Magazine article Editor & Publisher
Converting Print Profits to Digital: A Healthy Newsroom Is the Key to Success
IT'S ANYTHING BUT A SURPRISE, BUT THE NEWS INDUSTRY IS failing.
The worst of the storm is upon us now. According to the American Society of News Editors, 5,200 daily newspaper reporters lost their jobs in 2009--the least severe cut since 2007, although it still drives up the total number to 13,500. Since 2000, layoffs and closing of newsrooms cost the newspaper industry $1.6 billion in annual reporting and editing capacity. And sadly, more bad news is expected for the immediate future.
Massive conglomerate owners of the largest daily paper down to smaller weekly publishers are feeling the burn and many are trying to sooth their financial sting by shrinking their newsrooms. With fewer reporters comes a drop in fresh and detailed copy to fill up the paper since it's cheaper to pick up syndicated content than produce homegrown material.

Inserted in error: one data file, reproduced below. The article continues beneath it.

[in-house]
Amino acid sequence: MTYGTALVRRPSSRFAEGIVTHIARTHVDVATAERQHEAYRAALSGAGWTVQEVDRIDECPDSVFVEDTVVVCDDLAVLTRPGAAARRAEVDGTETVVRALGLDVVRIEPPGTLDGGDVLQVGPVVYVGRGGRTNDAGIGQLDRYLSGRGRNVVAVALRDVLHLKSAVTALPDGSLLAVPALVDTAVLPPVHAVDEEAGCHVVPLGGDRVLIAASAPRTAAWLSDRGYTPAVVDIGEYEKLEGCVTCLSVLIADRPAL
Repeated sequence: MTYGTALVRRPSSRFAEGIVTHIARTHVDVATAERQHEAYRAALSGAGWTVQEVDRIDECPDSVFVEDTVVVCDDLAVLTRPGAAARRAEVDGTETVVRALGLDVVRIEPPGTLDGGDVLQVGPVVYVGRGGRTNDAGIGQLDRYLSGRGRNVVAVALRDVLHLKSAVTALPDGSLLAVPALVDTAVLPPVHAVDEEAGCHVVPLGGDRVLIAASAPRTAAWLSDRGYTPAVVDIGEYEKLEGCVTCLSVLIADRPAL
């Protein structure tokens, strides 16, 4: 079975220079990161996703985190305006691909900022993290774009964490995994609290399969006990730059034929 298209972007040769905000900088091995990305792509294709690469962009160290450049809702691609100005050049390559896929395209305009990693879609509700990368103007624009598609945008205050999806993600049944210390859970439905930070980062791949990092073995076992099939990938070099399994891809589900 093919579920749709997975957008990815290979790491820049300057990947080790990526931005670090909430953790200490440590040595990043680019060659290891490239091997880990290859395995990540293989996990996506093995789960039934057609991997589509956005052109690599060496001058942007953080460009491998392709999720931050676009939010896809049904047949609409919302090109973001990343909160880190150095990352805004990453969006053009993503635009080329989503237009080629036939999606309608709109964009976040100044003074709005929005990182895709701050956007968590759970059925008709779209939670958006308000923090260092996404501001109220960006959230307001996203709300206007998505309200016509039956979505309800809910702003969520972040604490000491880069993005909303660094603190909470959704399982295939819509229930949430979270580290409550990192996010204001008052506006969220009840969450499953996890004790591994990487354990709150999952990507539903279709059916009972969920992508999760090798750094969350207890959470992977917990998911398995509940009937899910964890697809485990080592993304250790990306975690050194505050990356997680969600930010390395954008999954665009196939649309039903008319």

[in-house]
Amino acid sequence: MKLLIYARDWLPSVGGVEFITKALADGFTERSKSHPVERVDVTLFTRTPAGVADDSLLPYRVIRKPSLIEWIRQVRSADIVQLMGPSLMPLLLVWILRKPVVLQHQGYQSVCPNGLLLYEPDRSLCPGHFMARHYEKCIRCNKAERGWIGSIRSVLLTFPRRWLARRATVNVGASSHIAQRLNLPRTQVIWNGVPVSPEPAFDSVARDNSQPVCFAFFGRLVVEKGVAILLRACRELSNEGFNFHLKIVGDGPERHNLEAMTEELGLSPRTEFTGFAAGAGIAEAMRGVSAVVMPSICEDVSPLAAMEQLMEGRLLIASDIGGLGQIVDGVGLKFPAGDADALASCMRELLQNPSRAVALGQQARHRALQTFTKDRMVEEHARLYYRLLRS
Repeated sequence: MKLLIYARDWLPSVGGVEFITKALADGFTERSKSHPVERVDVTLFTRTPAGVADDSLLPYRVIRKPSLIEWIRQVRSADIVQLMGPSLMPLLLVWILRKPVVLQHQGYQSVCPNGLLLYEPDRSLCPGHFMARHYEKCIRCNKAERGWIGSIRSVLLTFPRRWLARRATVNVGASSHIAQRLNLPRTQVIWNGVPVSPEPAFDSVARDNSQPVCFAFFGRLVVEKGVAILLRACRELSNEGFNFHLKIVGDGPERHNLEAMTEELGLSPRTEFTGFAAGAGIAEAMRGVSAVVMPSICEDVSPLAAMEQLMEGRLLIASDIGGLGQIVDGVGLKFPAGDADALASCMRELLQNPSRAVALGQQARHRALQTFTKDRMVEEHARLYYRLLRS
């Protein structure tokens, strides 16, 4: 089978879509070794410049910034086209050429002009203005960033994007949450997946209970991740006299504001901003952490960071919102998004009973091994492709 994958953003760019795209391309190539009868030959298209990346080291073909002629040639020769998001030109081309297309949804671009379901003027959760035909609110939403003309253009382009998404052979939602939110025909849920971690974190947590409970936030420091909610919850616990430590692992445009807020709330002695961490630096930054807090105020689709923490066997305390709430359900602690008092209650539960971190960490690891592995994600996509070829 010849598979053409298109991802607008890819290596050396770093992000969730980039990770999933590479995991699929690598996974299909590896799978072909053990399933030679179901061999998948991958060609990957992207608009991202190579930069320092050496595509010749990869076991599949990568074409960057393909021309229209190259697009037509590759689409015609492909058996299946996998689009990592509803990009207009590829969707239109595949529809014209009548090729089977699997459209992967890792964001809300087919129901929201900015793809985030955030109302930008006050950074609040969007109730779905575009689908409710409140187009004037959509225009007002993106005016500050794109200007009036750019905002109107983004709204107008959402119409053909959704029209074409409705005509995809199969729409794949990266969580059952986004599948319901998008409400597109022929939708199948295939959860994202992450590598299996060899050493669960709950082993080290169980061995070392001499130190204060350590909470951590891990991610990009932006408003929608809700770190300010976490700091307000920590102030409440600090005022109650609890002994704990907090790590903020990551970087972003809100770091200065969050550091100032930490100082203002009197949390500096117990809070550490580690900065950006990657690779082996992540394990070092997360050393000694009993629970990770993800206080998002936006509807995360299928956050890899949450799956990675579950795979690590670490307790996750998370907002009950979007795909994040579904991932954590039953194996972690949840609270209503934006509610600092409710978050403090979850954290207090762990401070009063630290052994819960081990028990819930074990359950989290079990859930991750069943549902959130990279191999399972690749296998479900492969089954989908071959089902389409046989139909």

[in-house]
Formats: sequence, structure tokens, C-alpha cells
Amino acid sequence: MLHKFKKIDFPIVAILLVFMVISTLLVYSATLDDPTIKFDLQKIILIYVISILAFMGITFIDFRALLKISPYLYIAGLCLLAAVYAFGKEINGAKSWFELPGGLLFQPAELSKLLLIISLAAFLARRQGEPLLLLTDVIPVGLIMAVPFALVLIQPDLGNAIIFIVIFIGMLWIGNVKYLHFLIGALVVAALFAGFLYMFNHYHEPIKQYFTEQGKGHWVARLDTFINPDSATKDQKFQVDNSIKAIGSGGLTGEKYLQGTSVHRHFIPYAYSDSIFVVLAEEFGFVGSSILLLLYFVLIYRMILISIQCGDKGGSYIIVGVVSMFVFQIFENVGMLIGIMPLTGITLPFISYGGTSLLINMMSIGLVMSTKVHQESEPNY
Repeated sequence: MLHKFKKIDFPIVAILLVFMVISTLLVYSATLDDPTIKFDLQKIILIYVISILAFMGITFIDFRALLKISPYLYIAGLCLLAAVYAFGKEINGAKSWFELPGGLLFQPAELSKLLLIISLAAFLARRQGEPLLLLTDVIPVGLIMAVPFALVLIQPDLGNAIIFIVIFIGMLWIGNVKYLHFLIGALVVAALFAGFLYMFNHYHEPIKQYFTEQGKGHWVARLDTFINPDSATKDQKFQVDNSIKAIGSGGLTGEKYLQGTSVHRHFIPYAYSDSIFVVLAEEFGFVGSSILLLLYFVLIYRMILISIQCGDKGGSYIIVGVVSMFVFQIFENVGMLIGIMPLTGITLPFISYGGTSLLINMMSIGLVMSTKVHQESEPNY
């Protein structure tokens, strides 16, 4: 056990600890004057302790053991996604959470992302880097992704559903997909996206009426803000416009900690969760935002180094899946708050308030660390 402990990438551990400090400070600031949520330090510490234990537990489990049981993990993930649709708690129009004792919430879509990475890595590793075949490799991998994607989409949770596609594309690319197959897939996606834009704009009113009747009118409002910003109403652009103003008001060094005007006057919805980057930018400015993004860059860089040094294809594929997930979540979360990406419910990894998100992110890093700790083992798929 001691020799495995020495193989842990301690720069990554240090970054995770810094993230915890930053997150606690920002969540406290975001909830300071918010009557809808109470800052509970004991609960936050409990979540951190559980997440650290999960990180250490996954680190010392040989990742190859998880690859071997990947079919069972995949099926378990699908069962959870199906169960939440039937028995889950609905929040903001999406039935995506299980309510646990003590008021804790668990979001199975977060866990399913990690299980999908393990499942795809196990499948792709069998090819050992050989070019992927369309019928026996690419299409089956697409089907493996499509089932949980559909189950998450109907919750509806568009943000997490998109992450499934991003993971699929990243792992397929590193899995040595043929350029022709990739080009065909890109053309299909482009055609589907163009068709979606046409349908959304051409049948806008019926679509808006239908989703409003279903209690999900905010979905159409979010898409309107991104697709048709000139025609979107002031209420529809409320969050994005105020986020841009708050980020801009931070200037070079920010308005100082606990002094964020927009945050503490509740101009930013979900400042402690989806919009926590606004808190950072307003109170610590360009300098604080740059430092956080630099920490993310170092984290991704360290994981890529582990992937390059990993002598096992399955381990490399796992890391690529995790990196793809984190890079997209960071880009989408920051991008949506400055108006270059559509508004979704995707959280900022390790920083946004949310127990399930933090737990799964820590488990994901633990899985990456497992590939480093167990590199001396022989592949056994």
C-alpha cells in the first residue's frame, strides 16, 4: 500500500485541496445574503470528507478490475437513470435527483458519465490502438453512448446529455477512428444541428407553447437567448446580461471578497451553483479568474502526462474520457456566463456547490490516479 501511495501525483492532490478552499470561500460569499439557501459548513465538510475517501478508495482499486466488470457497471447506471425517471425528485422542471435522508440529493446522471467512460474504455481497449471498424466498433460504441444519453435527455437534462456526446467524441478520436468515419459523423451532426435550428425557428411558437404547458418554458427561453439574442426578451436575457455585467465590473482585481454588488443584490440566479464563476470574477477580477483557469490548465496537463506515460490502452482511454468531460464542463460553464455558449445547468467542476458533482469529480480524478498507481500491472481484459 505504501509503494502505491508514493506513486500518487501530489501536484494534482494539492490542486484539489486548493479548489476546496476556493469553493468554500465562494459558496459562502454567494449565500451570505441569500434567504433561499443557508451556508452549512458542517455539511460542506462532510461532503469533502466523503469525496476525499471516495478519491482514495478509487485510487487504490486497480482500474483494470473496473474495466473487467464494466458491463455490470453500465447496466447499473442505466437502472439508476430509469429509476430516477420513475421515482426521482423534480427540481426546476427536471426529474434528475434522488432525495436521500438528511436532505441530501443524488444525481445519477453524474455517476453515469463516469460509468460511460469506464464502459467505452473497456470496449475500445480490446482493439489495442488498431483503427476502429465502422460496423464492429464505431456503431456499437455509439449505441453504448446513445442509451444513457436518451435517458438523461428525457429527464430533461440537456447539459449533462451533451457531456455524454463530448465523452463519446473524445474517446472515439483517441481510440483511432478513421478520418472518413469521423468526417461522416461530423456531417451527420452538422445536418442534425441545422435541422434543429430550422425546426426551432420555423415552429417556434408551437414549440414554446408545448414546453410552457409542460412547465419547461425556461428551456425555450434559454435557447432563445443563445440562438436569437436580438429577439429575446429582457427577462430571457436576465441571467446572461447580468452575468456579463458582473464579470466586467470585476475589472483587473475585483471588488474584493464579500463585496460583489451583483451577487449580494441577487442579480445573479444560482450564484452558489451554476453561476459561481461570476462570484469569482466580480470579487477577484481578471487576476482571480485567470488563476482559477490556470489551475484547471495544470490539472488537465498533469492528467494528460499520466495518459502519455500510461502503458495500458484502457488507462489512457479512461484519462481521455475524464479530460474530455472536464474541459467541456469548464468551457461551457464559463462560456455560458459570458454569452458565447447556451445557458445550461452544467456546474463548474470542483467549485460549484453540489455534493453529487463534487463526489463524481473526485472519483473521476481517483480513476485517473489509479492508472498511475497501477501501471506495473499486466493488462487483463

The Internet has wreaked havoc on everything from subscription sales to advertising rates, and now the industry is not only fighting each other for readers and potential advertisers, but they're facing masses that refuse to buy a copy of the paper because they expect information to be provided gratis.
So how is a self-respecting publisher supposed to survive, let alone make money, in this wild and unforgiving new environment? Dozens of publications have shuttered their doors since this question was first posed around the turn of the new millennium, and many more remain on the brink--deep in debt, severely cutting staff, and accepting poor long-term business decisions to survive in the immediate future.
Perhaps the solution calls for embracing the new wave of journalism while holding on to many of the tenets and guidelines that kept newspapers thriving for decades. Why throw out the baby with the bath water, just because everyone is anxious to join the hype surrounding the Internet, smart phones, and other new technology?
This means continuing to produce newspapers, at least in some capacity. There are just some situations in which an acceptable alternative for print has yet to be found (i.e. at breakfast, or riding the subway to work). An audience, possibly shrinking, also exists of those who prefer to hold copy in their hands rather than read off a screen.
At the same time, it is imperative newspapers embrace the Internet and technology. …